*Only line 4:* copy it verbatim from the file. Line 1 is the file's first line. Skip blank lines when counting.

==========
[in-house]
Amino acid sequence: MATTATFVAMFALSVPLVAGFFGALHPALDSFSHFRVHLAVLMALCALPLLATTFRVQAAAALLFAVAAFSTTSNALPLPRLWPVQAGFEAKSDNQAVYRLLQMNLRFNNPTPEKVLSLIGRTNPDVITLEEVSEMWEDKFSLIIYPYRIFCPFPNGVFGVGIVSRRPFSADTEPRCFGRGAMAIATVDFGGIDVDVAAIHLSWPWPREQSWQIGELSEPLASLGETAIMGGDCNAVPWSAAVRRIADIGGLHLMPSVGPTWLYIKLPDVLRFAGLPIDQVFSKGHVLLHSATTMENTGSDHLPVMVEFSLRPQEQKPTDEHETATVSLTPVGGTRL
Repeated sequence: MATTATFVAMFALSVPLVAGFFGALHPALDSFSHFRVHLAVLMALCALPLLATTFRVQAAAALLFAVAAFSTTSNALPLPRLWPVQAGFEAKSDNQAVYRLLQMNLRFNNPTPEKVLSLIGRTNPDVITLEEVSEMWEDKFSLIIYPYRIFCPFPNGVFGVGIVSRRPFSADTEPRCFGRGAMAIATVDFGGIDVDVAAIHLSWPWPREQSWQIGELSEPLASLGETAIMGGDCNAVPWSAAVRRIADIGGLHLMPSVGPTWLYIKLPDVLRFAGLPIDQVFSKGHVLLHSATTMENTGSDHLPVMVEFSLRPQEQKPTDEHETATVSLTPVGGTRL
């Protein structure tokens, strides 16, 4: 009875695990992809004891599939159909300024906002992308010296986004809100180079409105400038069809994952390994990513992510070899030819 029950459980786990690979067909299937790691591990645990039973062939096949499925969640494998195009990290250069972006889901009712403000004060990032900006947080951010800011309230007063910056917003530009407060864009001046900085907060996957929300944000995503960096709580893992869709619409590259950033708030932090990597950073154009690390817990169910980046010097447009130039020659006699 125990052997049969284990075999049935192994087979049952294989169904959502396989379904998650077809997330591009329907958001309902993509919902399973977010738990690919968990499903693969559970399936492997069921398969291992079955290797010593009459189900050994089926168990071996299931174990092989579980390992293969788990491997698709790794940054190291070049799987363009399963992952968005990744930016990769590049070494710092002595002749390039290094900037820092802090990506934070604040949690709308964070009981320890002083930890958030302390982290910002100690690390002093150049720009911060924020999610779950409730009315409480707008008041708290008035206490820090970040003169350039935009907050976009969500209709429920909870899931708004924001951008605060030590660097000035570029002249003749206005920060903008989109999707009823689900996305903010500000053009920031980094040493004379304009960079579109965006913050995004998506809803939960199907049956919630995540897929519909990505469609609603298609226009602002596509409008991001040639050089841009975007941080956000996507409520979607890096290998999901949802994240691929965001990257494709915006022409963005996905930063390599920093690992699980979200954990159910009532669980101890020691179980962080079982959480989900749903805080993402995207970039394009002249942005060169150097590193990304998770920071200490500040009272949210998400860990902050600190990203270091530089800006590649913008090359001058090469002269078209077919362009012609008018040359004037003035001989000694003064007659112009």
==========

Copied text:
């Protein structure tokens, strides 16, 4: 009875695990992809004891599939159909300024906002992308010296986004809100180079409105400038069809994952390994990513992510070899030819 029950459980786990690979067909299937790691591990645990039973062939096949499925969640494998195009990290250069972006889901009712403000004060990032900006947080951010800011309230007063910056917003530009407060864009001046900085907060996957929300944000995503960096709580893992869709619409590259950033708030932090990597950073154009690390817990169910980046010097447009130039020659006699 125990052997049969284990075999049935192994087979049952294989169904959502396989379904998650077809997330591009329907958001309902993509919902399973977010738990690919968990499903693969559970399936492997069921398969291992079955290797010593009459189900050994089926168990071996299931174990092989579980390992293969788990491997698709790794940054190291070049799987363009399963992952968005990744930016990769590049070494710092002595002749390039290094900037820092802090990506934070604040949690709308964070009981320890002083930890958030302390982290910002100690690390002093150049720009911060924020999610779950409730009315409480707008008041708290008035206490820090970040003169350039935009907050976009969500209709429920909870899931708004924001951008605060030590660097000035570029002249003749206005920060903008989109999707009823689900996305903010500000053009920031980094040493004379304009960079579109965006913050995004998506809803939960199907049956919630995540897929519909990505469609609603298609226009602002596509409008991001040639050089841009975007941080956000996507409520979607890096290998999901949802994240691929965001990257494709915006022409963005996905930063390599920093690992699980979200954990159910009532669980101890020691179980962080079982959480989900749903805080993402995207970039394009002249942005060169150097590193990304998770920071200490500040009272949210998400860990902050600190990203270091530089800006590649913008090359001058090469002269078209077919362009012609008018040359004037003035001989000694003064007659112009």